Numerous chronic and acute environmental health risks are associated with agricultural pesticide exposure. Footprint (2006) and Schulz (2001) concur that environmental exposure to agricultural pesticides is responsible for many incidences of toxicity to aquatic organisms. For instance, chlorpyrifos and endosulfan have been detected in environmental water samples at levels that may be toxic to fish and other macro-invertebrates (Dabrowski et al., 2014). According to Hallenbeck and Cunningham-Burns (2011), agricultural pesticides contain chemical elements or compounds that are carcinogenic, teratogenic, mutagenic and endocrine disruptive to living organisms (including human beings).

In developing countries, the use of agricultural pesticides has been associated with a myriad of detrimental effects on female health (London et al., 2002). In South Africa, the consequence of pesticide exposure has been related to several human health effects such as endocrine disruption, among others (Aneck-Hahn et al., 2007; English et al., 2012). In light of the seriousness of the environmental health risks associated with agricultural pesticide exposure, this study aimed to determine if agricultural pesticides could be detected in river and tap water in Letsitele, Lomati and Vals-Renoster catchments, South Africa.



This study was conducted in three farmed water catchment areas, namely, Letsitele, Lomati, and Vals-Renoster. The three catchment areas were selected due to suspected potentially high pesticide contamination.

Letsitele catchment

The Letsitele River is located in Limpopo. The river drains the Wolkberg Mountains and flows in a north-easterly direction towards the town, Letsitele, where it flows into the Letaba River. The upper reaches of the catchment mainly comprise of commercial forestry. The river passes through intensively cultivated commercial agricultural land where avocados, citrus fruit and mangoes are produced. Human settlements with domestic livestock and communal gardens occur in close proximity to these commercial agricultural areas. The towns of Khujwana and Mogoboya are adjacent to the Letsitele River near fruit orchards. The upper sections of the catchment are characterised by relatively steep slopes, resulting in a relatively high runoff potential for pesticides. The main soil type is a sandy clay loam, which has a relatively high percentage of sand and is thus susceptible to leaching agrochemicals (Dabrowski, 2015a). This study identified these fruit orchards as potential sources for pesticide spray drift towards human settlements and water sources. Thus, the catchment area and specific sites in it were selected for the purposes of tracing potential endocrine-disrupting chemicals (EDCs) in the domestic water supply.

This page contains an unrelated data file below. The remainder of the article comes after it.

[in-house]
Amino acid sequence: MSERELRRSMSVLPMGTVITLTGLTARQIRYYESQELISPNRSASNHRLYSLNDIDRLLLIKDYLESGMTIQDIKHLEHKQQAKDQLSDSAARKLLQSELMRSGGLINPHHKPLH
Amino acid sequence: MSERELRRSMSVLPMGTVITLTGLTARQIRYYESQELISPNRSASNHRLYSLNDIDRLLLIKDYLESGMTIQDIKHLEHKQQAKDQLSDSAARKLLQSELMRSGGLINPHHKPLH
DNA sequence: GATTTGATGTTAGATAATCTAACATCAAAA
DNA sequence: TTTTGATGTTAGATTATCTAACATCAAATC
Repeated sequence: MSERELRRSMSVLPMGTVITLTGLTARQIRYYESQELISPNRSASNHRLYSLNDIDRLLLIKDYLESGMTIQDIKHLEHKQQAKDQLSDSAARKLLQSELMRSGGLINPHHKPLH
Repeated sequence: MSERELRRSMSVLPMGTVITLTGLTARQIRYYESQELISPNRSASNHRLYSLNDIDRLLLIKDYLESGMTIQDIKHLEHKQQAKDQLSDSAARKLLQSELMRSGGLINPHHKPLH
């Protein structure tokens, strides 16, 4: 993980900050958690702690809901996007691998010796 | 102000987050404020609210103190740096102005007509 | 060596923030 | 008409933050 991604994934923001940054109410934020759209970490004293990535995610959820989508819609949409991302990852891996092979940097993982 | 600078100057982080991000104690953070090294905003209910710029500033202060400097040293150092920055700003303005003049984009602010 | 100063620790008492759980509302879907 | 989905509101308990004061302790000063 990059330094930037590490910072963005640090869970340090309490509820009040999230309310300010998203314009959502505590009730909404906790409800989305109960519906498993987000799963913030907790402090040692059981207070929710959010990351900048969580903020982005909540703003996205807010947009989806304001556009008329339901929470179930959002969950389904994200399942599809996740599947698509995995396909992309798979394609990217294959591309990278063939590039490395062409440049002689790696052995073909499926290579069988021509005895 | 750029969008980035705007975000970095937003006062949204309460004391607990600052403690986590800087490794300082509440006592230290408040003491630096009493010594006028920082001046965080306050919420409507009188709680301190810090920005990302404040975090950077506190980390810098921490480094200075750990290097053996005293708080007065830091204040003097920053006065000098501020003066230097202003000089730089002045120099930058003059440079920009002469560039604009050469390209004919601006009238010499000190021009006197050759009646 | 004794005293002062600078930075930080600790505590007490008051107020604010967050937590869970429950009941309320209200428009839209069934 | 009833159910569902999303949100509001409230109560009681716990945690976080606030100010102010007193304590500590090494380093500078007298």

Lomati catchment

The Lomati River is located in the eastern part of Mpumalanga, north of Eswatini and south of Mozambique. Sugarcane production is the primary agricultural activity undertaken in the surrounding areas, with a smaller proportion contributed by maize, mangoes, bananas and wheat production. The Lomati River originates in Eswatini and flows into Driekoppies Dam and then into the Komati River. Agricultural activities are generally undertaken on low to medium gradient slopes of relatively sandy soil. The mean annual precipitation for the Lomati catchment is 880 mm (Deksissa et al., 2003), with most rainfall occurring in the summer months between November and March.

Vals and Renoster catchments

The Vals River flows in a westerly direction from upstream of Kroonstad past Khotsong and Bothaville before entering the Vaal River. Kroonstad is located midway along the river between VL3 and VL2 and this section of the river is affected by a number of industries and point-source pollution impacts (e.g. sewage outfalls). The catchment of the Renoster River is also an intensive agricultural area, and few large towns are situated along the length of the river. The river flows northwards, entering the Vaal River upstream of its confluence with the Vals River. Relatively few large towns are located along the length of the river (Dabrowski, 2015b). Agricultural activity in the Vals and Renoster catchments consists of intensive maize production along with sorghum and sunflower production. The catchment area is predominately agricultural and is particularly flat in the lower reaches. It has a high proportion of sandy soils which are associated with increased pesticide leaching potential (Dabrowski, 2015b).